Revanche (2009): Spielmann’s Taut Thriller, Austria Foreign-Language Oscar Nominee

Austrian director Goetz Spielmann’s taut thriller Revanche is one of the final nominees for the 2009 Best Foreign Language Film Oscar. The fifth feature from Spielmann, who’s perhaps best known for his previous, more controversial film “Antares” (2004) deals with guilt, revenge, and redemption.

The tale’s graphic sexuality might help in selling and marketing the film, which won the Europa Cinemas Label in the Panorama sidebar of the 2008 Berlin Film Festival, where it received its world premiere last February.

Set in and around Vienna, the tale centers on two  sets of characters, one urban, the other rural, whose paths crisscrossalmost fatefully in unexpected ways. The protag is former conman Alex (Johannes Krisch), who works for brothel owner Konecny (Hanno Poeschl), while secretly carrying on an affair with Tamara (Irina Potapenko), a Ukrainian prostitute.  The duo dream of a better, quieter life together.

Alex’s grandfather (Hannes Thanheiser), a cop named Robert (Andreas Lust) and his shopkeeper wife Susanne (Ursula Strauss) live a rural village just outside the big city.  They too hope for a better life, when Susanne will be able to get pregnant again after a bad miscarriage.  After robbing a bank in Robert’s village, Alex seeks refuge in his grandfather’s farm, where  the old man’s simple work ethic and friendly neighbors offer a positive change of pace.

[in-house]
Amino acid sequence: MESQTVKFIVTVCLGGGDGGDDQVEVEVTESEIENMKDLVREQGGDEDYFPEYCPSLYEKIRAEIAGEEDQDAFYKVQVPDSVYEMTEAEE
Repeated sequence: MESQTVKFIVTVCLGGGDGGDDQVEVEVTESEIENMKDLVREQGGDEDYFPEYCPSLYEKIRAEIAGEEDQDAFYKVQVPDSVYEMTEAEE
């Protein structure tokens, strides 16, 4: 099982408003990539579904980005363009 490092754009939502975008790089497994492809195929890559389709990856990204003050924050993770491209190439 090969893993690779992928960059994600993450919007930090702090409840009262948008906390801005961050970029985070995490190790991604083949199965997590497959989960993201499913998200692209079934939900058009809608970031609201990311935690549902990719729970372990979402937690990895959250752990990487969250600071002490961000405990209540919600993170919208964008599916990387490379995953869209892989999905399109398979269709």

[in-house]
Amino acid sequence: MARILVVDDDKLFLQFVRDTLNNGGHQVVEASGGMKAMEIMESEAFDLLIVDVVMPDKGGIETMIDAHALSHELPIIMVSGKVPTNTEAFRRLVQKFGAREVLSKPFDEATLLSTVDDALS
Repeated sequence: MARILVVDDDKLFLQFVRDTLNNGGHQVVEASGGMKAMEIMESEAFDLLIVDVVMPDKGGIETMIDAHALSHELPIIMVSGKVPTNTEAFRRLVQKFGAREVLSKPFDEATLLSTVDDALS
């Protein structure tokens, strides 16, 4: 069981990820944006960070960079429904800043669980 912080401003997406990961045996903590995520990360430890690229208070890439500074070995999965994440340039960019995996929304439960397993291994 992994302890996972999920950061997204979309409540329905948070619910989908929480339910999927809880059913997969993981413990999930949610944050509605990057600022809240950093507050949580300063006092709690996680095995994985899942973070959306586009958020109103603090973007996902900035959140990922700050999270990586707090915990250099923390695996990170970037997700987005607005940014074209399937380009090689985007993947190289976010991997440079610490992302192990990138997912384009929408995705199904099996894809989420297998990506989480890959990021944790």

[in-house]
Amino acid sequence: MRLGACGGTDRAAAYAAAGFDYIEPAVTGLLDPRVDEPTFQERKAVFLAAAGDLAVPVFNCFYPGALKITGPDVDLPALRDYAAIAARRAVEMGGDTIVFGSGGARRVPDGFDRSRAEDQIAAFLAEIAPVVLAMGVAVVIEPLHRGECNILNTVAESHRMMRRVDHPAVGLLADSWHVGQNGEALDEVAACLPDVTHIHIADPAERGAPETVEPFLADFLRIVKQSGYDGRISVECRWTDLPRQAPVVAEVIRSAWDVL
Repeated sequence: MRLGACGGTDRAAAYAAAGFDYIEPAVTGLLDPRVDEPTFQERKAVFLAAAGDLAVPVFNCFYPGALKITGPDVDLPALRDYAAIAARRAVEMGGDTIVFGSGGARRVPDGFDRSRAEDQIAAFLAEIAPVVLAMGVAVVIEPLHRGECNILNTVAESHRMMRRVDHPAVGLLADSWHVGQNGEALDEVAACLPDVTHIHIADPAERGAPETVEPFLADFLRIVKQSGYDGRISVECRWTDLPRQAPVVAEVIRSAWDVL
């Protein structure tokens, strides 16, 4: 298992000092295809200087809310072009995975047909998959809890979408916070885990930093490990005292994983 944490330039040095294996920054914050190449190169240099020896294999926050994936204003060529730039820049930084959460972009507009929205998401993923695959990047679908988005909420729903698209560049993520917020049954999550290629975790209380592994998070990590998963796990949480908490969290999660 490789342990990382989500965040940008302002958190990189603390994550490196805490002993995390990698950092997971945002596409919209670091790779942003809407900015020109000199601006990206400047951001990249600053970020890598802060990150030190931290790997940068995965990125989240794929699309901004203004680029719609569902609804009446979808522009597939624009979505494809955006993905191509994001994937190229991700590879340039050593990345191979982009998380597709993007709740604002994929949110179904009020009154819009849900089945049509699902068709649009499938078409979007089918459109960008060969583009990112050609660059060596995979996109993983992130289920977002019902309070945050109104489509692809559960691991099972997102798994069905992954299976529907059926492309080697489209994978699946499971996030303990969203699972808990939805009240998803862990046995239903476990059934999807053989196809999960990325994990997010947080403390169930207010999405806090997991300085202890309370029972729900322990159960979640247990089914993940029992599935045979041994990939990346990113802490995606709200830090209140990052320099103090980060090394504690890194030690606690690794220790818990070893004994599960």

Smartly constructed, Spielmann’s script contains some surprising twists and turns of the plot and the charcaters.  As director, Spielmann is good at creating intense ambience, without relying on music or other devices often used in the suspense-thriller genre.  Lensing by Martin Gsclacht is impressive in its simple, clear, even austere images, which are in tune with what’s essentially a psychological portrait of anguish and loneliness

Narratively and stylistically, “Revanche” is a precise and effective piece of cinema, relying on long takes, often in places where you would expect middle-range or even close-ups, and the dialogue is appropriately minimal and sparse.

Each of the characters change and transforms in the course of the story, beginning with Robert who goes through a nervous breakdown after his involvement in the botched heist.  An emotionally intimate tale, the film is well acted by the entire ensemble, but particularly Thanheiser as the wise and clam grandfather.

 

 

 

 

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